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Town Portal’s Invigorating Post-Metal Blossoms on “Archright”

of violence

It doesn’t seem so long ago that entities flush with cash encouraged ambitious musicians to positively define culture. We know these names from dorm walls and niche record stores, and they appeal to an individual looking to transport their consciousness above the mundane. While no one can say for certain that enlightenment once topped the music industries list of concerns, the present system lays out sponsored choices advertising free will that only serve to reinforce personal brands. Rather than pulling back the curtain to jolt you from your trivial concerns, this approach fortifies what you already know and breeds an echo chamber. While great for capitalists milking our endless anxieties, it steps on artists unwilling to chase the bumper of every passing vehicle on the road to attention.

Town Portal will never headline a festival, nor end up at the top of anyone’s year-end list. The Danish trio don’t inhabit a sphere of music where ego sits atop their creation, and therefore don’t produce an extreme sound that one can latch onto for a sense of identity. Instead, they write reflective music that encourages the listener to stop and ponder their course, a message now actively avoided by those who don’t know how to ingest media not strictly tied to a brand. It makes prog’s previous flirtation with the mainstream, and a public craving such a release, just that more odd when juxtaposed against this lifeless modern audience.

Those familiar with Town Portal’s last two albums will find more of the pleasing same throughout their latest effort Of Violence (out on April 5). They excel in efficiency, knowing not to add more than what the moment needs, and move on from savory grooves when appropriate; they are in no hurry to finish and you have no right to rush them. Drummer Malik Breuer Bistrup sits in the pocket for days, jovially keeping a steady tempo throughout meter and riff diversity. Guitarist Christian Henrik Ankerstjerne looks for beautiful note sequences rather than complex note choices, and chooses not to shred your face off in the journey. Bassist Morten Ogstrup Nielsen straddles the free spirit of the guitars and the machine like accuracy of the drums. He searches for the untouched sounds between them without neglecting rhythm. All three players combined form a much more tame and harmonic Dysrhythmia.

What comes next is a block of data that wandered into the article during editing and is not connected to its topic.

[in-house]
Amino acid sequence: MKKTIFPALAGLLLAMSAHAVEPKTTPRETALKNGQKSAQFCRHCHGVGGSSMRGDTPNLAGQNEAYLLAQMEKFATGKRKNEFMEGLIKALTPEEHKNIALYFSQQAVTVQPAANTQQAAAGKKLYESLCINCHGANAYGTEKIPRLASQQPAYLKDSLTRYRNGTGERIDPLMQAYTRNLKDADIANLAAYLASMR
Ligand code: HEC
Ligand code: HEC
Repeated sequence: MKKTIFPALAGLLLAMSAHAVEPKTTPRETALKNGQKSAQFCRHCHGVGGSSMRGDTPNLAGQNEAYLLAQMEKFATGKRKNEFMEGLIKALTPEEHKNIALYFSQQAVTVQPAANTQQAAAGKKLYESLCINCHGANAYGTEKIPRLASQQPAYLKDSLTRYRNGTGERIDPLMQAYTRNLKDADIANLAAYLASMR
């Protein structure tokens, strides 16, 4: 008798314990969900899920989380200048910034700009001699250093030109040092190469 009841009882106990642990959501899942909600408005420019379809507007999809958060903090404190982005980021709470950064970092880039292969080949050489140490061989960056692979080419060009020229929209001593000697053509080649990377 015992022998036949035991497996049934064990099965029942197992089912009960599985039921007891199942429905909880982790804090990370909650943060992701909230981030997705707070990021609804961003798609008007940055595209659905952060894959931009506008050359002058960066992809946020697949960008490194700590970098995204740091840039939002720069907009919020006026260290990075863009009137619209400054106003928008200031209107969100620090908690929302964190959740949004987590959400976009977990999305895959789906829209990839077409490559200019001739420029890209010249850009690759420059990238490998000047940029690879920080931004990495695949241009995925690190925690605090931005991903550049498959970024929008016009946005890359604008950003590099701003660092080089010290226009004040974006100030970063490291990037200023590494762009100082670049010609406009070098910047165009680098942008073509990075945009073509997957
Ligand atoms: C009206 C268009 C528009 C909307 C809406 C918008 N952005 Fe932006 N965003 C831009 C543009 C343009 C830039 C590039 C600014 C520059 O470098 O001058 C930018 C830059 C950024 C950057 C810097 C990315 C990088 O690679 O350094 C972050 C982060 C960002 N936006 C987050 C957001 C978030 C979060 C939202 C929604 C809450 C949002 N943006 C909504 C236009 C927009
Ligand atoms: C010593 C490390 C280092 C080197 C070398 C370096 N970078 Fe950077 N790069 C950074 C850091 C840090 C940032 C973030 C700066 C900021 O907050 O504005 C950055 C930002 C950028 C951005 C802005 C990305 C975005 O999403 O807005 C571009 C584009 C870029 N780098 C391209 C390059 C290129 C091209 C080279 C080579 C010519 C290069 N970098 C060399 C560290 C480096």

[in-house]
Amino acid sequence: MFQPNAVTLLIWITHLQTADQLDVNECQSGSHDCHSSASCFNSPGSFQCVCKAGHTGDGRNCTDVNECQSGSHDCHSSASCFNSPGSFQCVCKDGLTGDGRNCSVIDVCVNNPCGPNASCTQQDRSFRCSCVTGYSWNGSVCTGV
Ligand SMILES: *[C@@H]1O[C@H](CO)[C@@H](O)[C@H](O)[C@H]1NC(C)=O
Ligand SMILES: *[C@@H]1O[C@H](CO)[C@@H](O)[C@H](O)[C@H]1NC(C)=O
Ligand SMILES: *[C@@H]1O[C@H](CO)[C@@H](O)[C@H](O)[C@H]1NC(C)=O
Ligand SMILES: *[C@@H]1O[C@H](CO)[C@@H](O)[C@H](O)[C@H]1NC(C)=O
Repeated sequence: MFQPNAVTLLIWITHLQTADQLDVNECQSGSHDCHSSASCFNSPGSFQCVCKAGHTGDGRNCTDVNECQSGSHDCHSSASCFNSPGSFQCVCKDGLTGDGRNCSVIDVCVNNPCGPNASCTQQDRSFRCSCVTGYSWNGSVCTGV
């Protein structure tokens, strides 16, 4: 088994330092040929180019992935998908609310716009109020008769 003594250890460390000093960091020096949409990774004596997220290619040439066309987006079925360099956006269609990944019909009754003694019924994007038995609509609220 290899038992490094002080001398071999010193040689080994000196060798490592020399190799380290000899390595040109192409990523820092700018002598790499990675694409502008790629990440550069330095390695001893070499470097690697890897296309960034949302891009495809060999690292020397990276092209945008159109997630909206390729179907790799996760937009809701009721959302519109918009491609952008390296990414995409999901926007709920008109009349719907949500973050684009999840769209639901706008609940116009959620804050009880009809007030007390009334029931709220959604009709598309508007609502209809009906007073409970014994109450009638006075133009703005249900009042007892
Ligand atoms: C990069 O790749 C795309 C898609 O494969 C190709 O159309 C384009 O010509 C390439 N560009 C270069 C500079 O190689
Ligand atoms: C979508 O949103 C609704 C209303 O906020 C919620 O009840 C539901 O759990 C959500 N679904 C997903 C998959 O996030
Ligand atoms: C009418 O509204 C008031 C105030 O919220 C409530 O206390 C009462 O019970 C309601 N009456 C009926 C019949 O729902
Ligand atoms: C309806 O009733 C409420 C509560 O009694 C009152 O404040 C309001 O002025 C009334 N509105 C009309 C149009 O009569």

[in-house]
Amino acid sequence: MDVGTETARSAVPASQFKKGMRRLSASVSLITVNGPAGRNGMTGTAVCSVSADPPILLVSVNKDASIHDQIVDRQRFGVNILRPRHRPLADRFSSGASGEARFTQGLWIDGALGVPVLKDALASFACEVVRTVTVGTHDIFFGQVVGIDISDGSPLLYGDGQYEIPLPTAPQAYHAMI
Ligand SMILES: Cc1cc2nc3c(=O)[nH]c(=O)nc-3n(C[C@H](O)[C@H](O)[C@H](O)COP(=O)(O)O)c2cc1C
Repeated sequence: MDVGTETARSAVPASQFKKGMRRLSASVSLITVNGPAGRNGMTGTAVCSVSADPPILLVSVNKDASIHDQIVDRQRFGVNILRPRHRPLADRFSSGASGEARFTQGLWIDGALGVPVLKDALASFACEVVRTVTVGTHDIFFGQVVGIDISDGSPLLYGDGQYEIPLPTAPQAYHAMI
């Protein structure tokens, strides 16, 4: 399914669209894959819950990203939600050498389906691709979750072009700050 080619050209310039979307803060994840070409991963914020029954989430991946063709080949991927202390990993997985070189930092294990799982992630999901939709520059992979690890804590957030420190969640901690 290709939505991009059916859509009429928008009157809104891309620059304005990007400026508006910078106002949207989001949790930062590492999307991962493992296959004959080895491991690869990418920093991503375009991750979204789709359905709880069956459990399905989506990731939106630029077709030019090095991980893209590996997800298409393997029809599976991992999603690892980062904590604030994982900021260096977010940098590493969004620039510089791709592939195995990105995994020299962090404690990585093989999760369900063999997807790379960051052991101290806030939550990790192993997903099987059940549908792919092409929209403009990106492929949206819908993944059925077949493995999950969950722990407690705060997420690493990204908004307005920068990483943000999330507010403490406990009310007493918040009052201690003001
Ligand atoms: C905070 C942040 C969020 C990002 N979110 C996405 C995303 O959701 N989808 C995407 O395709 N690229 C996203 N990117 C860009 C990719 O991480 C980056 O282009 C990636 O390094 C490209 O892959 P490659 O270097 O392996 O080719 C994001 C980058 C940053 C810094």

“Archright,” the album’s second single (streaming above), comes out punching with twists that waste no time declaring who they will support in the next election. Signs litter their front lawn backing thoughtful tones garnished with flair and interpretation, even down to the hi-hat hits. No riff can be phoned in and they regularly balance just enough aggression with a swagger that says, “hey, you can relax and enjoy this.” Like most of their material, the track reads more like prose than a cathartic expression of rage and emotion, choosing instead to drift in poetry and wisp in melody. I often credit this style back to The Cancer Conspiracy, who serve as the Radiohead of instrumental and delicate post-hardcore.

Can we rightfully say that cerebral music has gone out to pasture for the masses and that seeking larger meaning from the medium will survive only for a niche audience, or have the guards shifted and mindfulness now means something entirely different? Town Portal know their music history and seek to remain connected to and expand upon those scenes in which they find inspiration. Of Violence carries the torch for the next batch of conduits looking to create deeper experiences for their audience.

Of Violence releases April 5 via Small Pond and Art As Catharsis. Pre-order the album via Bandcamp.

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